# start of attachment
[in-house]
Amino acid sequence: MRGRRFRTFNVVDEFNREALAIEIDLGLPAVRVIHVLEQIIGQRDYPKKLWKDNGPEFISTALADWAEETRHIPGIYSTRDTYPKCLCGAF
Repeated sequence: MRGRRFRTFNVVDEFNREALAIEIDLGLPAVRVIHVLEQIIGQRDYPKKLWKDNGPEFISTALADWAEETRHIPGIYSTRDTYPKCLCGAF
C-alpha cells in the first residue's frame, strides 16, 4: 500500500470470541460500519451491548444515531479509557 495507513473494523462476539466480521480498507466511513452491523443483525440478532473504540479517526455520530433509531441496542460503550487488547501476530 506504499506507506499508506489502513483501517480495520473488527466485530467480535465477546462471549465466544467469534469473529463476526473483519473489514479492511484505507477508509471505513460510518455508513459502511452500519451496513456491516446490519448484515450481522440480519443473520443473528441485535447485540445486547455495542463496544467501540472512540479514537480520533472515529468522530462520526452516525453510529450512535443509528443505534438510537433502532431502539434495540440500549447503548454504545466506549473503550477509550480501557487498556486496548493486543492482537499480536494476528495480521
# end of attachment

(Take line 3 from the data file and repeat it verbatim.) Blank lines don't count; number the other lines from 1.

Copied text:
Repeated sequence: MRGRRFRTFNVVDEFNREALAIEIDLGLPAVRVIHVLEQIIGQRDYPKKLWKDNGPEFISTALADWAEETRHIPGIYSTRDTYPKCLCGAF